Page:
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electronics noob here. Just looking for some advice on replacing a part for a ebike motor controller. I think I may have shorted one of the schottky diodes (part) by running current through the circuit without the piece of metal the mosfet & schottky barrier rectifiers contact.

Anyway, I tested a diode (sorry if this terminology is incorrect) by touching the red lede of multimeter to the middle pin and black lede to outer pin. The voltage steadily climbed to 1.9 and then read O.L. I flipped the ledes and it read .2 V, I guess some voltage leakage. I also tested the schottky diodes with power running through the circuit and did not get voltage drop on my multimeter.

Would replacing these schottky diodes fix the problem? My bike motor doesn't run anymore. First, it wasn't too bad, the motor would turn off in the middle of the ride. But finally it just quit. I attached a schematic for the motor controller I bought off ebay. I am hoping I didnt damage the motor through my folly. Your help is much appreciated!

enter image description here

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  • \$\begingroup\$ Lede and lead are two different words. Anyway, it's not clear what you're asking. What do you mean by "middle pin" on a diode? Diodes should only have one pin, no? \$\endgroup\$ – Hearth Apr 6 at 22:56
  • \$\begingroup\$ oh i think you're right. the part I'm looking at is a schottky barrier rectifier. I think T1 in the schematic. It''s actually made of two schottky diodes it appears. I was testing the output (middle pin) to the input of either diode. \$\endgroup\$ – st4rgut Apr 6 at 23:03
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    \$\begingroup\$ A "schottky barrier rectifier" is just another way of saying a schottky diode. Those things in the schematic are just regular diodes, they just have two of them in the same package, with one pin common between them. Now that you've clarified what you meant, you had your leads backwards at first; to measure the forward voltage you need to put the red lead on the anode--either one of the outer two pins--and the black one on the cathode. \$\endgroup\$ – Hearth Apr 6 at 23:06
  • \$\begingroup\$ Thanks, the forward voltage (.2 v) seems acceptable. When I flipped the leads, does the fact that I got a reading on the multimeter before it displayed O.L. suggest it is faulty? The multimeter displayed up to 1.9 v before O.L. \$\endgroup\$ – st4rgut Apr 7 at 0:10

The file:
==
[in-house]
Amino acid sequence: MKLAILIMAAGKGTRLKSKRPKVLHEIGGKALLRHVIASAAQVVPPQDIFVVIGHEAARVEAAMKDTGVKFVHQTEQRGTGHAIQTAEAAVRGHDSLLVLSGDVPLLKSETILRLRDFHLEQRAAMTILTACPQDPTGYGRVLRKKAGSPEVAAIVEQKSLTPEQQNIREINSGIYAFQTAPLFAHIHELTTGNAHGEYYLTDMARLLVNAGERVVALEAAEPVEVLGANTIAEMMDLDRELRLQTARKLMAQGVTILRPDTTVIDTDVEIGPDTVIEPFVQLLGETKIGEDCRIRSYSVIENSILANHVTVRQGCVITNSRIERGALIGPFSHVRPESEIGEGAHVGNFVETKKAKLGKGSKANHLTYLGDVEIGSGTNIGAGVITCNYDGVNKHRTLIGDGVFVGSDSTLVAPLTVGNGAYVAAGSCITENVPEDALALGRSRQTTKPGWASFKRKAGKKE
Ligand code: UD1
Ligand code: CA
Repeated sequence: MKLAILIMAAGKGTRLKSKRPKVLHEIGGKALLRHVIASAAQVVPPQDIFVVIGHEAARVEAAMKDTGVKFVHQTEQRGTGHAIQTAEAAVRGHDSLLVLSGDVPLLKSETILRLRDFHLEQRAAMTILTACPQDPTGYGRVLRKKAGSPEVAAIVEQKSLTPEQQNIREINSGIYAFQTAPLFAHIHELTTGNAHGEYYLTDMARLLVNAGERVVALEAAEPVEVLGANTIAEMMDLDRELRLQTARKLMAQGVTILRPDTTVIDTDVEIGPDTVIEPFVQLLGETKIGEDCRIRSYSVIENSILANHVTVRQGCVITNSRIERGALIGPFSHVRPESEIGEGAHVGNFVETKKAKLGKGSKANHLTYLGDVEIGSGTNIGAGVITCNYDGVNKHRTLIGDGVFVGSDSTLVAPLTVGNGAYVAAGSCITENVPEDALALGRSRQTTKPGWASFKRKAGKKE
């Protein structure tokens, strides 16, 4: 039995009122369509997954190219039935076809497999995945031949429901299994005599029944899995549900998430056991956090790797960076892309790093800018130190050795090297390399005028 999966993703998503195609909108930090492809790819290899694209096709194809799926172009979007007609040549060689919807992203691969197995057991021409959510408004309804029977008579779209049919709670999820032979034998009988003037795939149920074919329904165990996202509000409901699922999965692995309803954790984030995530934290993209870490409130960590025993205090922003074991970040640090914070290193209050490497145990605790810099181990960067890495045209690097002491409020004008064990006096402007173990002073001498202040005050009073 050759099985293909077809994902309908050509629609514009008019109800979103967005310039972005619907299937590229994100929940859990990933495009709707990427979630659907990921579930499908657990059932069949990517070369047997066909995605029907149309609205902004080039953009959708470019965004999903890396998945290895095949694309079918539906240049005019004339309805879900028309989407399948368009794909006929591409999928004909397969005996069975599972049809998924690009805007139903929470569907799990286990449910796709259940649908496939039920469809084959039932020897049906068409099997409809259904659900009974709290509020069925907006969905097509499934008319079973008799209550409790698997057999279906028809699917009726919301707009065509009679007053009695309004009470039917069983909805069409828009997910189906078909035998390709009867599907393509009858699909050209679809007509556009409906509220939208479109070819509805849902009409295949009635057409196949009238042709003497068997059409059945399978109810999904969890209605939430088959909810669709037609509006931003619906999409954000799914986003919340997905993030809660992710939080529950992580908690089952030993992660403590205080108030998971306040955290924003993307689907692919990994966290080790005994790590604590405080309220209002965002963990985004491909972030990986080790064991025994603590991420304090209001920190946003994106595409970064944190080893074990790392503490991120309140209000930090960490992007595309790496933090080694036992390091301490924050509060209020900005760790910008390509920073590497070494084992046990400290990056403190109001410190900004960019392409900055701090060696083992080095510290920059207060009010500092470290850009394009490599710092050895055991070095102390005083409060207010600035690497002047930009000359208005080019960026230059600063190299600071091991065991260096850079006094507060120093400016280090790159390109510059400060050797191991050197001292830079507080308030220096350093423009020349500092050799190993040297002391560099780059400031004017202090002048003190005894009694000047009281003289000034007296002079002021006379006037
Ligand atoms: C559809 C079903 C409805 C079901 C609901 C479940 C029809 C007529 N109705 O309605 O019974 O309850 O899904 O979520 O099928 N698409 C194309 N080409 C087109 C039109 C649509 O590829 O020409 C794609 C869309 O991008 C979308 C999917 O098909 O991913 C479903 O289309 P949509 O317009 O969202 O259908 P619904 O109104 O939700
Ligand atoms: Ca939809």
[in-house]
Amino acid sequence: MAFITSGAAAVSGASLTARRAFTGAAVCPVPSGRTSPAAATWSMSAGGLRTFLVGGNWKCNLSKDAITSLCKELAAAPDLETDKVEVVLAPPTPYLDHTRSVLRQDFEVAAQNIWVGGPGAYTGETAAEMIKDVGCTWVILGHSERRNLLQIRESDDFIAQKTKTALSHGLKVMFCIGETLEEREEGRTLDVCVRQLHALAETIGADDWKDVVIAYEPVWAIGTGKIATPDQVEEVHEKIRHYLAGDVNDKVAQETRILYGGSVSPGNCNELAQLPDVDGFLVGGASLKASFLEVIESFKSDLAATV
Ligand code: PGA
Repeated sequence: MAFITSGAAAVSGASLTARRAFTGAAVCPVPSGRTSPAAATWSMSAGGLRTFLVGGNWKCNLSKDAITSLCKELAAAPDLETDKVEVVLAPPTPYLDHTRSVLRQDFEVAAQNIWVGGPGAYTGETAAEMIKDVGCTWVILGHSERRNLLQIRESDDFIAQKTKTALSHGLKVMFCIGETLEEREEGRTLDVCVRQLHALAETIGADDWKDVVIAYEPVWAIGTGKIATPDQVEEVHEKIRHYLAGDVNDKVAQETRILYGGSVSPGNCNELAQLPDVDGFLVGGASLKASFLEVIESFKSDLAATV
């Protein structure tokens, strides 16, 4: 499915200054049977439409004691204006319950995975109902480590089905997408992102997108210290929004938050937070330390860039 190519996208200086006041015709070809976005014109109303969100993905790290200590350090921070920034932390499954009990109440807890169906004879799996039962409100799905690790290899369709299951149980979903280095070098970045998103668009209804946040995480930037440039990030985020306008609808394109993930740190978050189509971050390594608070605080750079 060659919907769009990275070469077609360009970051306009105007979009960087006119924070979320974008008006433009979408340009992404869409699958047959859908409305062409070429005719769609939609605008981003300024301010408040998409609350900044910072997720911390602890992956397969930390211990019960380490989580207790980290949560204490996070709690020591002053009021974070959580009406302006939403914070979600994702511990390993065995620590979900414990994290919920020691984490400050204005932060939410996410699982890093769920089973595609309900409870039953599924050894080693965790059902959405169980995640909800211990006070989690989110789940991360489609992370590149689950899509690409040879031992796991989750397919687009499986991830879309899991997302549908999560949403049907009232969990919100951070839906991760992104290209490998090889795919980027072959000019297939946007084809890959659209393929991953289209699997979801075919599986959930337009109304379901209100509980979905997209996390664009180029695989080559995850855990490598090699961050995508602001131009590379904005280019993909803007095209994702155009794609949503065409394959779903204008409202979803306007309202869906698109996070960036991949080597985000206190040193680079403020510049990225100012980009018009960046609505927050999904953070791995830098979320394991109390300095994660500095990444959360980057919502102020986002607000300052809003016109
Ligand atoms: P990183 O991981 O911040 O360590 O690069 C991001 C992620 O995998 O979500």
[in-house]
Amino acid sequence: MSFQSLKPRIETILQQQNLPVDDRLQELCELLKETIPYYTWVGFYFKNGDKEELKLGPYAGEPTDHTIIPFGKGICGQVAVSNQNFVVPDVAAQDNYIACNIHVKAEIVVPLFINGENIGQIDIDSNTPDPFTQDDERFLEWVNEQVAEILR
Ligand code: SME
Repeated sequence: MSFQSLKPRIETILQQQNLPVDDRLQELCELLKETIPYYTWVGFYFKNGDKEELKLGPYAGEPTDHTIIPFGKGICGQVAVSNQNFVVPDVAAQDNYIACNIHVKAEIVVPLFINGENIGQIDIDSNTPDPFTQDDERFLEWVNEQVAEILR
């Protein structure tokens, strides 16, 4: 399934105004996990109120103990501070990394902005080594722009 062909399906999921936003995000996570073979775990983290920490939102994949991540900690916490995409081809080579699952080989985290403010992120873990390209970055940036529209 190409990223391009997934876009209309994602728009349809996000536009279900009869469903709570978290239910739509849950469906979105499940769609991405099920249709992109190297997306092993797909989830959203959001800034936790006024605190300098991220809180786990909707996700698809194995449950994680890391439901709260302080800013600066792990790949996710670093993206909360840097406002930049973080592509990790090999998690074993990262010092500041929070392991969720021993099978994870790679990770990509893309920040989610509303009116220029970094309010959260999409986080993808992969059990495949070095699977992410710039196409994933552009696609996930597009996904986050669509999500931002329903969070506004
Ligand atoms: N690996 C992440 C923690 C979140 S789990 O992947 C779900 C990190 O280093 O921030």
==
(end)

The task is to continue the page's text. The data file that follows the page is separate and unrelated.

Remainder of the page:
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    \$\begingroup\$ On the contrary, that's exactly what diodes are supposed to do: prevent any current flowing in the wrong direction. However, 0.2V forward voltage sounds very low, even for a schottky diode. \$\endgroup\$ – Hearth Apr 7 at 0:13
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You haven't "shorted" the diode since the voltage is not zero on your multimeter, but you may have cooked it. The "piece of metal" might be a heatsink - without it the diode will overheat.

Your multimeter measurements sound suspicious, but there is a lot of variability in measurement method and multimeters. What you should get is:

  • Pin 1 - 2: 0.3V
  • Pin 2 - 1: O.L. within a second
  • Pin 1 - 3: O.L. within a second
  • Pin 3 - 1: O.L. within a second
  • Pin 2 - 3: O.L. within a second
  • Pin 3 - 2: 0.3V

where pins 1, 2 and 3 could be any of them - you'll have to test all six combinations, work it out from the way it is placed in the circuit, or try to identify the part.

The tests you did with power running are unlikely to give you anything useful. In fact, they're likely to cause damage - the diode mode of a multimeter actually injects voltage so will change the behaviour of the circuit under test. Not only could this activate the diode at the wrong time, it can affect other parts of the circuit that are connected too. If you used voltage mode, then that's different, but you need to be explicit.

The slow rise to O.L. and the low 0.2V the other way is suspicious. It's probably cooked, and if so it may result in the symptoms you describe. It's probably worth replacing it, but given the important role these devices play there may have been collateral damage, so I wouldn't be too confident about that being the fix.

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